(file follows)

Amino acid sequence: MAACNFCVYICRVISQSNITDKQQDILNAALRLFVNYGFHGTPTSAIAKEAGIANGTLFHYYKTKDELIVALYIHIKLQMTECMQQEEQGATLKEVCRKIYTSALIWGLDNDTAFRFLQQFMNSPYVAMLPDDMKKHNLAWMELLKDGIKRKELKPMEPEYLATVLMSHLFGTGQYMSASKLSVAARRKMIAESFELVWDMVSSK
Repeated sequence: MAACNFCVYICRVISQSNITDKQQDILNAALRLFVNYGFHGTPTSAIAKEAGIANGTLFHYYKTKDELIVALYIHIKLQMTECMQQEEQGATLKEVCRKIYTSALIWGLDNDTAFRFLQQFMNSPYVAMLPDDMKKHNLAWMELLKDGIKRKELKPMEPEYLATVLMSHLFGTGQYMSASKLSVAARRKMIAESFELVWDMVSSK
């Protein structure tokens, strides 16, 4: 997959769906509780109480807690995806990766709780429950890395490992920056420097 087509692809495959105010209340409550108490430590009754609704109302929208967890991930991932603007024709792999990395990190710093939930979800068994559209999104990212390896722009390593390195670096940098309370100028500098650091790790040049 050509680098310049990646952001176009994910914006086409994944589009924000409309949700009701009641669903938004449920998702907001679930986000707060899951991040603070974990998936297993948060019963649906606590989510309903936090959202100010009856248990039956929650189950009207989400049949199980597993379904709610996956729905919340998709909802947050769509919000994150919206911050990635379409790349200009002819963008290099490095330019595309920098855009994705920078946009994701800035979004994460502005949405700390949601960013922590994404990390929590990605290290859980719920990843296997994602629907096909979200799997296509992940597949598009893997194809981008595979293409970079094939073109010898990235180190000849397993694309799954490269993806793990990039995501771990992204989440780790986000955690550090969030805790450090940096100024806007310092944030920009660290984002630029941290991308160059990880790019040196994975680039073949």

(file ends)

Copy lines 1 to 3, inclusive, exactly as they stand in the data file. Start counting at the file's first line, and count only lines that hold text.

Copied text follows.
Amino acid sequence: MAACNFCVYICRVISQSNITDKQQDILNAALRLFVNYGFHGTPTSAIAKEAGIANGTLFHYYKTKDELIVALYIHIKLQMTECMQQEEQGATLKEVCRKIYTSALIWGLDNDTAFRFLQQFMNSPYVAMLPDDMKKHNLAWMELLKDGIKRKELKPMEPEYLATVLMSHLFGTGQYMSASKLSVAARRKMIAESFELVWDMVSSK
Repeated sequence: MAACNFCVYICRVISQSNITDKQQDILNAALRLFVNYGFHGTPTSAIAKEAGIANGTLFHYYKTKDELIVALYIHIKLQMTECMQQEEQGATLKEVCRKIYTSALIWGLDNDTAFRFLQQFMNSPYVAMLPDDMKKHNLAWMELLKDGIKRKELKPMEPEYLATVLMSHLFGTGQYMSASKLSVAARRKMIAESFELVWDMVSSK
């Protein structure tokens, strides 16, 4: 997959769906509780109480807690995806990766709780429950890395490992920056420097 087509692809495959105010209340409550108490430590009754609704109302929208967890991930991932603007024709792999990395990190710093939930979800068994559209999104990212390896722009390593390195670096940098309370100028500098650091790790040049 050509680098310049990646952001176009994910914006086409994944589009924000409309949700009701009641669903938004449920998702907001679930986000707060899951991040603070974990998936297993948060019963649906606590989510309903936090959202100010009856248990039956929650189950009207989400049949199980597993379904709610996956729905919340998709909802947050769509919000994150919206911050990635379409790349200009002819963008290099490095330019595309920098855009994705920078946009994701800035979004994460502005949405700390949601960013922590994404990390929590990605290290859980719920990843296997994602629907096909979200799997296509992940597949598009893997194809981008595979293409970079094939073109010898990235180190000849397993694309799954490269993806793990990039995501771990992204989440780790986000955690550090969030805790450090940096100024806007310092944030920009660290984002630029941290991308160059990880790019040196994975680039073949």